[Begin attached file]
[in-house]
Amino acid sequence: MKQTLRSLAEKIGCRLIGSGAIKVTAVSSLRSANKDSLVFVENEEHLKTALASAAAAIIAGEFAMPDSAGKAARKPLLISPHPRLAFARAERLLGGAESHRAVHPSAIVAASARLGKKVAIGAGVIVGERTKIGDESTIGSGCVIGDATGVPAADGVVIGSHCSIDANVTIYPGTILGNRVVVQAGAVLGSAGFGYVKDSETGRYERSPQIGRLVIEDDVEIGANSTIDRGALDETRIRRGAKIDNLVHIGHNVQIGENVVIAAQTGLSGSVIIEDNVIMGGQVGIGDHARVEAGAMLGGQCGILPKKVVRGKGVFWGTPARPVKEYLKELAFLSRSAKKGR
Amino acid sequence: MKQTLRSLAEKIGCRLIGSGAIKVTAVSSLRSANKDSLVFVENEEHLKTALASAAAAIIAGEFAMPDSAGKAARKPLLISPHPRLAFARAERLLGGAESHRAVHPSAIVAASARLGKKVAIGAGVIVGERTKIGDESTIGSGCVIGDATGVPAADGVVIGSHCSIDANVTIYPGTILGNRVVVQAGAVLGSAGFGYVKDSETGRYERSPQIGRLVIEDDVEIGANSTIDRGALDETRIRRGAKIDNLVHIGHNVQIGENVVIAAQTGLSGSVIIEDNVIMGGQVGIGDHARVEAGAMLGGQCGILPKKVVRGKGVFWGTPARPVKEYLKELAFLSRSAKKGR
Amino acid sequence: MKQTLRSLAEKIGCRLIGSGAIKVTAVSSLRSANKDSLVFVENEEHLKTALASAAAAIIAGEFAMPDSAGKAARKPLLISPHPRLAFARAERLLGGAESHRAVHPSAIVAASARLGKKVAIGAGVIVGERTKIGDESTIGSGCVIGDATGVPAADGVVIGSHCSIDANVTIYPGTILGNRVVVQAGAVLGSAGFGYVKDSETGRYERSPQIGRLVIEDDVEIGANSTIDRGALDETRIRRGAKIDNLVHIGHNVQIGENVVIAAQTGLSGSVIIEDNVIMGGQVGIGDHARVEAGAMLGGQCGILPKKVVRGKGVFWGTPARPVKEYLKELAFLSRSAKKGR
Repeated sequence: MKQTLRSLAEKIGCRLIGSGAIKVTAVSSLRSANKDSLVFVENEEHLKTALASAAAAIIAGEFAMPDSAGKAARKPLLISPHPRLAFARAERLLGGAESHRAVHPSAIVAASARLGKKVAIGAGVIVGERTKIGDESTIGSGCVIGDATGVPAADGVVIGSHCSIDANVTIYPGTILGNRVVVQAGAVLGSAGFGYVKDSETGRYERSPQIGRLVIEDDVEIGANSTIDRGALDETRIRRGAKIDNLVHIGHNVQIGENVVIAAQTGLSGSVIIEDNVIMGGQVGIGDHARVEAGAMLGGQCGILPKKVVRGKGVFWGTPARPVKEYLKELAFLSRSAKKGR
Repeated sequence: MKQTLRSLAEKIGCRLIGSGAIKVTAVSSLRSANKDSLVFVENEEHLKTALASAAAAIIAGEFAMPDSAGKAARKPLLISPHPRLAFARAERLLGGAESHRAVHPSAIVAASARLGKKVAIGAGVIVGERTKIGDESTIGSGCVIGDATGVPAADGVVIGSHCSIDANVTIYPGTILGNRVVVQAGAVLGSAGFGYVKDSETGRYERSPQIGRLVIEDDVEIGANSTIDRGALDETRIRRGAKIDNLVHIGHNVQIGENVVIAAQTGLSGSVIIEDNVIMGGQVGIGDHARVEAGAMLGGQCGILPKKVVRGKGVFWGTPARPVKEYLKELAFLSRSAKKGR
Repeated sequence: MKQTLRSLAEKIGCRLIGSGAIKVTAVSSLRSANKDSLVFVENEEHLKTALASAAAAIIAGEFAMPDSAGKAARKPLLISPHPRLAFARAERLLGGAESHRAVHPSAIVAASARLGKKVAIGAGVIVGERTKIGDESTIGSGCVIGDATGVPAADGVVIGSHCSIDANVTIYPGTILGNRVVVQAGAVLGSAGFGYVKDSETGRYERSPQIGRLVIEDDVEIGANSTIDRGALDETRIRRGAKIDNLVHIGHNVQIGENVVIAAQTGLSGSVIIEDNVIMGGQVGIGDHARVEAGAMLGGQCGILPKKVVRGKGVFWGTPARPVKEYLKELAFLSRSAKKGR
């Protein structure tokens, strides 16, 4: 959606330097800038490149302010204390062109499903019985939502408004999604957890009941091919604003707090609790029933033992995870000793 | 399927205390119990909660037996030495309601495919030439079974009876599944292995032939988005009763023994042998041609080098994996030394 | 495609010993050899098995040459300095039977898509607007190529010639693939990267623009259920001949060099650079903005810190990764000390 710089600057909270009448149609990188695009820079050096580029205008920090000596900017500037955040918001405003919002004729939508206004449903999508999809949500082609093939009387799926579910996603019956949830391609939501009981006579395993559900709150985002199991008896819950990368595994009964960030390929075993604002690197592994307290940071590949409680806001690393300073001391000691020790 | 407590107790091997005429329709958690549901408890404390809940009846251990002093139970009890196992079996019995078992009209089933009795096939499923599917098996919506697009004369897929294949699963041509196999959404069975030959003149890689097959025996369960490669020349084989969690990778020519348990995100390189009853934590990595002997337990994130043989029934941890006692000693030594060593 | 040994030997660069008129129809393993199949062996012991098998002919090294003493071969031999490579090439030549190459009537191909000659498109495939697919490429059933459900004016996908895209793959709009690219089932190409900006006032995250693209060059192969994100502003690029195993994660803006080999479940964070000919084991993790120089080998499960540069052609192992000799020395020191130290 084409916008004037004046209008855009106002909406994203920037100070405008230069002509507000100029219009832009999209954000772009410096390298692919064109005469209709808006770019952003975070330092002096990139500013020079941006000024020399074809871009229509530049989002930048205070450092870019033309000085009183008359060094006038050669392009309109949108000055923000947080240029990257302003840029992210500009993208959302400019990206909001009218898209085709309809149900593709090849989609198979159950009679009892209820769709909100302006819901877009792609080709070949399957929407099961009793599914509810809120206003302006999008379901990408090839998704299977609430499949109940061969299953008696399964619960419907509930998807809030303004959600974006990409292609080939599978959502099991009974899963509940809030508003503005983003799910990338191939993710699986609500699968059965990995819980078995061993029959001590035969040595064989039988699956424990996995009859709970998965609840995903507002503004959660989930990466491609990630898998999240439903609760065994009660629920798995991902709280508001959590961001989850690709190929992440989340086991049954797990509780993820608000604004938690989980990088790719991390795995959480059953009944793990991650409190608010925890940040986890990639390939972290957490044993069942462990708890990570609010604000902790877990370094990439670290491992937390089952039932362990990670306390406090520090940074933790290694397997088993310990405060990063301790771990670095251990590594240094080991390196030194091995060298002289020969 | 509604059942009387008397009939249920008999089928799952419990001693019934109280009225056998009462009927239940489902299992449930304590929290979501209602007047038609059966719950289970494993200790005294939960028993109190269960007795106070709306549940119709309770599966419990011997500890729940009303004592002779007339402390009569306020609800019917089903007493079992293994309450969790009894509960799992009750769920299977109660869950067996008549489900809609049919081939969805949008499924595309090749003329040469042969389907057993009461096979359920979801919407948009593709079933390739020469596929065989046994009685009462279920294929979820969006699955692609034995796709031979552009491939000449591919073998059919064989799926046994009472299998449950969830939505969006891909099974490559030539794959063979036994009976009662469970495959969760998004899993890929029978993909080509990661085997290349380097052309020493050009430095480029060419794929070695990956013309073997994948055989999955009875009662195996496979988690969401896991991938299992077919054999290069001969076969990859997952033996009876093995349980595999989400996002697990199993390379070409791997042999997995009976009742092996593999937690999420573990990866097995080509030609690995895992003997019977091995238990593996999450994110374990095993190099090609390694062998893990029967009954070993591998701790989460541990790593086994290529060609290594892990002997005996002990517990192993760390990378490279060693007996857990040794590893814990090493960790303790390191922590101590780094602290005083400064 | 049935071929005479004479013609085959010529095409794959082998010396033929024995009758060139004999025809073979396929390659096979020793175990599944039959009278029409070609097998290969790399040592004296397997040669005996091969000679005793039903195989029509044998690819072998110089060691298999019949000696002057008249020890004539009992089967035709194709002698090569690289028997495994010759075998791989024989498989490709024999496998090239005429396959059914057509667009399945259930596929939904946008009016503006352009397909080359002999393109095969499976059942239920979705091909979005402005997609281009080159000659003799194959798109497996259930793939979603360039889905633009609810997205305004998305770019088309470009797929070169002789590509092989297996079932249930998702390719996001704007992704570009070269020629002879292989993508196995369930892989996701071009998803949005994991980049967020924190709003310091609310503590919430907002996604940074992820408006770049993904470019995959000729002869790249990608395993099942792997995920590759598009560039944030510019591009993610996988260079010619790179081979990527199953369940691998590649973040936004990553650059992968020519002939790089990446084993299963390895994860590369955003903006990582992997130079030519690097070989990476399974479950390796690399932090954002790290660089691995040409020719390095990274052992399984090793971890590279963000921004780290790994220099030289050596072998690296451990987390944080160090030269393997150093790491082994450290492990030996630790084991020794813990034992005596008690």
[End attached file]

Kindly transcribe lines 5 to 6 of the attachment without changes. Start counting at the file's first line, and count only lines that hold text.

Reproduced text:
Repeated sequence: MKQTLRSLAEKIGCRLIGSGAIKVTAVSSLRSANKDSLVFVENEEHLKTALASAAAAIIAGEFAMPDSAGKAARKPLLISPHPRLAFARAERLLGGAESHRAVHPSAIVAASARLGKKVAIGAGVIVGERTKIGDESTIGSGCVIGDATGVPAADGVVIGSHCSIDANVTIYPGTILGNRVVVQAGAVLGSAGFGYVKDSETGRYERSPQIGRLVIEDDVEIGANSTIDRGALDETRIRRGAKIDNLVHIGHNVQIGENVVIAAQTGLSGSVIIEDNVIMGGQVGIGDHARVEAGAMLGGQCGILPKKVVRGKGVFWGTPARPVKEYLKELAFLSRSAKKGR
Repeated sequence: MKQTLRSLAEKIGCRLIGSGAIKVTAVSSLRSANKDSLVFVENEEHLKTALASAAAAIIAGEFAMPDSAGKAARKPLLISPHPRLAFARAERLLGGAESHRAVHPSAIVAASARLGKKVAIGAGVIVGERTKIGDESTIGSGCVIGDATGVPAADGVVIGSHCSIDANVTIYPGTILGNRVVVQAGAVLGSAGFGYVKDSETGRYERSPQIGRLVIEDDVEIGANSTIDRGALDETRIRRGAKIDNLVHIGHNVQIGENVVIAAQTGLSGSVIIEDNVIMGGQVGIGDHARVEAGAMLGGQCGILPKKVVRGKGVFWGTPARPVKEYLKELAFLSRSAKKGR